He studied classical piano throughout his childhood, but his attention turned to other activities like computer games in his teenage years. He began posting his private performances of gaming music on social media like YouTube, where his own arrangements of the pieces incorporating different styles and genres attracted diverse fans.

His love for music never wavered but he was also interested in math, so he decided to study engineering at the University of Tokyo rather than enter a music conservatory. While he was a student, he became increasingly aware that music was his true passion.

To explore different musical genres, he joined a university band playing popular music and jazz. He also studied academic subjects connecting his musical interests with engineering, sound processing and the new field of artificial intelligence.

Sumino on his graduation day from the University of Tokyo's Graduate School in March 2020

Sumino began graduate studies in sound engineering in 2018, still unsure about his future career path. He eventually decided to test his talent as a pianist once more.

He applied to the PTINA Piano Competition, Japan's largest piano contest, and won its Grand Prix — the first person to achieve this without attending a music conservatory.

Winning the competition opened the door to a concert tour across Japan. He says this experience changed the direction of his life. He decided to pursue a career as a pianist.

Chopin setback

Soon after choosing his career path, Sumino entered the International Chopin Piano Competition in 2021.

Being in the spotlight, he said he was overwhelmed by a fear he never felt before. As a musician who melds different musical genres, he feared his performance of Chopin was not good enough, not classical enough.

Sumino advances to the third round of Chopin Piano Competition in 2021

He says the immense pressure he felt affected his performance, and remembers his hands and legs trembling badly on stage. He advanced to the third round but missed the chance to advance to the finals — his first experience of defeat.

His competition performances were streamed via YouTube, where millions around the world viewed them. His international recognition expanded his already large online fan base.

Sumino did not wallow in disappointment for too long. He stayed in Europe, where he approached other classically trained pianists who also crossed musical genres, such as Luxemburg’s Francesco Tristano and Poland's Hania Rani. Those connections later developed into international musical collaborations.

During 2022, he immersed himself in performing, composing, and making media appearances. The following year, he embarked on an ambitious tour of Japan, which attracted 30,000 people.

While his career seemed to be going well, Sumino says he began to feel something was missing.

Changing the environment

To grow as a musician, Sumino decided to make a drastic change. He chose New York as the base for the next phase of his life.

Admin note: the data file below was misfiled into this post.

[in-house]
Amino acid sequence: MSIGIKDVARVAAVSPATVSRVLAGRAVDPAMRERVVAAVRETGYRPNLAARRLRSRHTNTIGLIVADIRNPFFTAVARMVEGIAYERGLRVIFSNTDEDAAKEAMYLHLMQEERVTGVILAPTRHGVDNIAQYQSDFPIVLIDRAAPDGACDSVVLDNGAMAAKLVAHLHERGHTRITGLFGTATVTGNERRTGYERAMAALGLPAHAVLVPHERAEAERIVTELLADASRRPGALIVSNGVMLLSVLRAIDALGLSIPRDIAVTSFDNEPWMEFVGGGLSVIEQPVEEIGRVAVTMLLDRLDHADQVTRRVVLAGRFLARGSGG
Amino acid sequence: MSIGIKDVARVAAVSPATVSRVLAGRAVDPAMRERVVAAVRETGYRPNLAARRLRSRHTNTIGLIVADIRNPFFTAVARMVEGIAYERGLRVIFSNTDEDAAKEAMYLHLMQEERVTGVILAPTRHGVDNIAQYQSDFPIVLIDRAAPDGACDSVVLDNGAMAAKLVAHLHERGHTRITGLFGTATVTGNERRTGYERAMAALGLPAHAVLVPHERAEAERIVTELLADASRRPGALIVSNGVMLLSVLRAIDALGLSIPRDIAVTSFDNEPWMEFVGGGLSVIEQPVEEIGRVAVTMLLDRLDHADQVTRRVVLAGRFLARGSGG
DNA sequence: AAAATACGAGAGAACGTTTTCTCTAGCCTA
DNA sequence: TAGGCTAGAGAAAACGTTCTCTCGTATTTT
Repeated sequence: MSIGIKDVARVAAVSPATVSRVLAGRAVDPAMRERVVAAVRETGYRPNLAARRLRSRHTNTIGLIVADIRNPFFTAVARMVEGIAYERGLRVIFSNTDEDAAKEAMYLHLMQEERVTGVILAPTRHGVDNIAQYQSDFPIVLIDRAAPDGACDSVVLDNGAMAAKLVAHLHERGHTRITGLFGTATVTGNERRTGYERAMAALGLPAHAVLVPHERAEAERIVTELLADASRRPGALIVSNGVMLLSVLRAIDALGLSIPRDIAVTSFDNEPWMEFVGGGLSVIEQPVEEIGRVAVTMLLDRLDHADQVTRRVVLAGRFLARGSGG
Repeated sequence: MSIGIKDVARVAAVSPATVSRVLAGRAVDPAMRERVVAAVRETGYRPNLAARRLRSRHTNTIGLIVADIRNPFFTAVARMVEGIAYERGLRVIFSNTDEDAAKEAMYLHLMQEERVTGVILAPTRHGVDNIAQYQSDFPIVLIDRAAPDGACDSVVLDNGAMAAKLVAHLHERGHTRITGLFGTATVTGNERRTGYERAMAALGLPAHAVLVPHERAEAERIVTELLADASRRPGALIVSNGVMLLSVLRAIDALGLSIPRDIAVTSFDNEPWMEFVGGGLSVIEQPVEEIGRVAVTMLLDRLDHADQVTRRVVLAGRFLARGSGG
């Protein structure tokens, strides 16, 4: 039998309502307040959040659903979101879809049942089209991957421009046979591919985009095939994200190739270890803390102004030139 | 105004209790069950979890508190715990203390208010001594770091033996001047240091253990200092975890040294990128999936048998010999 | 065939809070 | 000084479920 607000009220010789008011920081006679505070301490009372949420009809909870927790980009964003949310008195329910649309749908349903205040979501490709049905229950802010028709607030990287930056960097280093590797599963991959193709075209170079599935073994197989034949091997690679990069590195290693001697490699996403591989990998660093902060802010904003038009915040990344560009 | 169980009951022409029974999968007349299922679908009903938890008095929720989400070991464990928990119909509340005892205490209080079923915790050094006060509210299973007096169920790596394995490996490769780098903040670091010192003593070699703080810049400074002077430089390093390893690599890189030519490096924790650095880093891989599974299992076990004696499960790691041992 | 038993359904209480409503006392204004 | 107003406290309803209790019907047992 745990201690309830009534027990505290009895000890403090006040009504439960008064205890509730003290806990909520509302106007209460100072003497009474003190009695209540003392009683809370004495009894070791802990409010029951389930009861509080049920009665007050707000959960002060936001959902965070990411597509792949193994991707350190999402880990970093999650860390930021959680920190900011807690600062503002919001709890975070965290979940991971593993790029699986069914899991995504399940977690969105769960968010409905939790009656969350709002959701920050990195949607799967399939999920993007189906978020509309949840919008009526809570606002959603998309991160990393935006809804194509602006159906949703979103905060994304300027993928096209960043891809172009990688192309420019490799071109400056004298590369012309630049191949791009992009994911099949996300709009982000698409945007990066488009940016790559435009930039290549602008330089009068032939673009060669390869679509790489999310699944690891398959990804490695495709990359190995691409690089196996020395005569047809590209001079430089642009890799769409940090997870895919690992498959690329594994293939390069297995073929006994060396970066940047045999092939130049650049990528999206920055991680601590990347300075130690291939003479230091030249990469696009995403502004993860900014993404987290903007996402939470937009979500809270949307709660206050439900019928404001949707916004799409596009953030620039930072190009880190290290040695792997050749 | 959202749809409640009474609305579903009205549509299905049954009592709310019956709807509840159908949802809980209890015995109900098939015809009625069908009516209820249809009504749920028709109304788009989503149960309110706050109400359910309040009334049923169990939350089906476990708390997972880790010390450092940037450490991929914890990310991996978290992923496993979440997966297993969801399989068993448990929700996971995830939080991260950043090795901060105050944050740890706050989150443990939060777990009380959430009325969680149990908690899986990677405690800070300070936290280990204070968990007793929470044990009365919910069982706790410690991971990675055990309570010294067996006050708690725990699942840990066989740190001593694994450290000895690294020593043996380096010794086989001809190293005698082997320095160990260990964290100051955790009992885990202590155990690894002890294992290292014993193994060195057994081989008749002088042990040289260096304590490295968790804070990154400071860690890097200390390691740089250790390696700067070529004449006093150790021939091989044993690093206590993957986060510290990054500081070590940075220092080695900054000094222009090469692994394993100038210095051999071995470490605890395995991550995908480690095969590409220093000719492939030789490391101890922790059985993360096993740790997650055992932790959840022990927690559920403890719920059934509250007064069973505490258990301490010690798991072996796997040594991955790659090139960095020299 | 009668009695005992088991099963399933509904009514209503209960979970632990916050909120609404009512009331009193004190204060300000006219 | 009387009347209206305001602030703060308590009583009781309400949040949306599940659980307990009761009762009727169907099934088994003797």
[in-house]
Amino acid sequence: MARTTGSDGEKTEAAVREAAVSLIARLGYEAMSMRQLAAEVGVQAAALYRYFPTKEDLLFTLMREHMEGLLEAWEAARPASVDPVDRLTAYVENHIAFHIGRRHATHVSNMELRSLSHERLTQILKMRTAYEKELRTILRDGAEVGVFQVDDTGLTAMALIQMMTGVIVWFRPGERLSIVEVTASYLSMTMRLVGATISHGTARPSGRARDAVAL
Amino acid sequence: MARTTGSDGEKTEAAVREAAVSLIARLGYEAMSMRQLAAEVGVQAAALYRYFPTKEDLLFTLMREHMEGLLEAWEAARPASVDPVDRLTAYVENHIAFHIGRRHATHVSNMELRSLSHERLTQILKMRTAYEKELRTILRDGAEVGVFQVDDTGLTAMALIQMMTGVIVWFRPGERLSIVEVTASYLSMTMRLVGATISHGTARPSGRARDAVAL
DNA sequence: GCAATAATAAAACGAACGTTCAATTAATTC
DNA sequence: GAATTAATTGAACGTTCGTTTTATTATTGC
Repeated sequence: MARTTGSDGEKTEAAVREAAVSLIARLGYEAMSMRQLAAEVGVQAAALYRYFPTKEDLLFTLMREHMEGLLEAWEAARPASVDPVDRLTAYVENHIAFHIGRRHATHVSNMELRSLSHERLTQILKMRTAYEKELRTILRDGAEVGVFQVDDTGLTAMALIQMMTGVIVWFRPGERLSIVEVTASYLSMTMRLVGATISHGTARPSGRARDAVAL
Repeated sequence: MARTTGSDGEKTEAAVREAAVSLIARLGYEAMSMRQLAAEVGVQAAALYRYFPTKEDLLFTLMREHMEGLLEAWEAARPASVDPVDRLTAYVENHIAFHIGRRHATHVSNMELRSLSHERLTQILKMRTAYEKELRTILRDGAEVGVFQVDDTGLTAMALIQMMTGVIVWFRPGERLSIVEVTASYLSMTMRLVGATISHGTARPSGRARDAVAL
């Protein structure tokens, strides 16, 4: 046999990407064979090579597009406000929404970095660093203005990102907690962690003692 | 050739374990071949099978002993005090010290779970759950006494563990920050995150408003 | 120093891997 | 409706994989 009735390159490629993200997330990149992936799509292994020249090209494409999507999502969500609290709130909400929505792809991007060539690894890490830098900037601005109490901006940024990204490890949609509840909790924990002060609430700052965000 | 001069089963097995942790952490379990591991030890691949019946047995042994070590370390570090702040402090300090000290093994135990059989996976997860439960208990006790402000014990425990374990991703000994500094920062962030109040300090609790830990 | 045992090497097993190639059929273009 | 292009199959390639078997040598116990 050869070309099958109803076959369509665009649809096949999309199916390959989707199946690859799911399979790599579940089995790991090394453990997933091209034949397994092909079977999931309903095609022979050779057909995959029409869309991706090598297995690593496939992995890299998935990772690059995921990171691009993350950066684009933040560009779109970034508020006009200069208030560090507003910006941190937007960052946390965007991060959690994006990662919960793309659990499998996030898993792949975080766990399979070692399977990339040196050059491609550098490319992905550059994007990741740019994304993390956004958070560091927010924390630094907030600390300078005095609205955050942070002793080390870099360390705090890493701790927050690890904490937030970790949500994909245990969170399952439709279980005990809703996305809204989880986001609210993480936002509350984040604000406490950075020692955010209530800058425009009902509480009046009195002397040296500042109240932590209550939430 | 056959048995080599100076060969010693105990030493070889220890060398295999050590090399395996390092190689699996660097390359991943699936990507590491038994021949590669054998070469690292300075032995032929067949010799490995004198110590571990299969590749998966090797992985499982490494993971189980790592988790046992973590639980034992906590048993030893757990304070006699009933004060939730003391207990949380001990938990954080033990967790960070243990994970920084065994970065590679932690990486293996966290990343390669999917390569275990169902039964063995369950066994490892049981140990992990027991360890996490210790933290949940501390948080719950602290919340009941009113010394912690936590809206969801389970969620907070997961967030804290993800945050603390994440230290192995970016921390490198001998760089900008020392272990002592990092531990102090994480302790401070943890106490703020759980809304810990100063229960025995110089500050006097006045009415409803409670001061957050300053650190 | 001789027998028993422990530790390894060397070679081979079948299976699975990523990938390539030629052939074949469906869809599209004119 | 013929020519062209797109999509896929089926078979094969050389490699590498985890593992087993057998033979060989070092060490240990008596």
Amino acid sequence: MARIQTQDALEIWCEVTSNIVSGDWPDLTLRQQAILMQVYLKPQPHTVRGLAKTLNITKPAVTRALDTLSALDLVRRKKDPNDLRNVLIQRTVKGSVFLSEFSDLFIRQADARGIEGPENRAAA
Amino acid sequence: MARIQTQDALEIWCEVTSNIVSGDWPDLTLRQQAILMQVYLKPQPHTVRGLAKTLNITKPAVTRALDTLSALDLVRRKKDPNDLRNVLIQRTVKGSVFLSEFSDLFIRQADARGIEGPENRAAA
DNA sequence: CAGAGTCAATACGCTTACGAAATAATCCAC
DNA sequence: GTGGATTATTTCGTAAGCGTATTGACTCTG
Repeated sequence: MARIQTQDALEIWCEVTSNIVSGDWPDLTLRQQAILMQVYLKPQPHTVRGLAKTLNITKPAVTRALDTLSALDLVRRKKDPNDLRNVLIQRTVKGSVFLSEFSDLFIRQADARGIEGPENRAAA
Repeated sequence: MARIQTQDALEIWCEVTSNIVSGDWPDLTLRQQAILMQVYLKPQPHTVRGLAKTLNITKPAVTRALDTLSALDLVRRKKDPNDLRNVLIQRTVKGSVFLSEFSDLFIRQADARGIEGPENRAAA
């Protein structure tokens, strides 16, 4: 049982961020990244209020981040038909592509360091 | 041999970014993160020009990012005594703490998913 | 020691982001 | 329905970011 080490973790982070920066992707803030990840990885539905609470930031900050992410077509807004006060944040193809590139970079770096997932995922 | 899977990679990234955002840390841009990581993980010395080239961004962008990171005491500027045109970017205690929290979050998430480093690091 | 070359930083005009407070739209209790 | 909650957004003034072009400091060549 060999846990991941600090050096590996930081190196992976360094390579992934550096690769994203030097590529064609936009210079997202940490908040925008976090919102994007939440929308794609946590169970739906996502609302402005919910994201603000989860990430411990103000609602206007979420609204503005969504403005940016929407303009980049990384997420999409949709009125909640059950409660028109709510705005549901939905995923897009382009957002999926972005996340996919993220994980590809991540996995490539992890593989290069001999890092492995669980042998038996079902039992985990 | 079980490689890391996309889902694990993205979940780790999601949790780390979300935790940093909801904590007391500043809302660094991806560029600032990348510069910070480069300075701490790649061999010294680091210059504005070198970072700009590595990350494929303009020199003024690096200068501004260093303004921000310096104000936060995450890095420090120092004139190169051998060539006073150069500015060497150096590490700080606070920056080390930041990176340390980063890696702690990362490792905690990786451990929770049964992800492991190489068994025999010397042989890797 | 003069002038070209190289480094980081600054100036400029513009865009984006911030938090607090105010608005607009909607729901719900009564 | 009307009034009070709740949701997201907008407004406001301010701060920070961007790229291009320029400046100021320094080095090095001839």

Sumino at the Tim Pan Alley in New York

"It was so comfortable to be in Japan," Sumino says, "but I thought about the excitement I'd felt when I briefly visited New York and heard jazz, minimalist, and other kinds of music."

"I needed new inputs," Sumino says, "to continue living as a musician."

In search of unique identity

Sumino with vocalist José James and local musicians at Bryant Park in midtown, New York

Many established musicians in New York have made careers in their own boundary-pushing genres. Sumino does not hesitate to approach others; he simply asks them to meet and play music together or exchange ideas. With every connection, he says he gains something new.

Sumino with Pablo Ziegler, Grammy winning tango-jazz pianist, in September

When asked what kind of musician he hopes to be, he hesitated before speaking but his answer was clear.

"I, of course, want to be a musician who leaves some kind of a mark in the future," he says, looking up. "I want my music to be recognized uniquely as my own, as Sumino Hayato."

Reporter's note

I first became interested in Sumino as one of a few Japanese pianists who advanced to the final stages of the Chopin Competition; I watched his live performances streamed from Poland in 2021. Then, I searched him online which resulted in my serial video watching on his "Cateen" YouTube page. That's probably typical of how many find Sumino and his music.

Then, I heard he was moving to New York solo; I was very intrigued to find out why he chose the City and how his music was evolving after the competition.

Other than Gershwin, his musical idols include Sakamoto Ryuichi and Hisaishi Joe, both renowned Japanese musicians/composers who spent many years in New York City. "I was compelled to move rather impulsively," smiled Sumino, when I asked why he chose to live here. He seemed very comfortable with NY culture where many cultures collide.

Sumino truly loves to push boundaries. As he crisscrosses the globe, he announced his latest aim is to share his music with 10,000-plus audience in Tokyo this summer. He is deeply curious and hungry to learn what makes classical music evolve. And I’ve felt that he wants to involve us all on his journey into the future.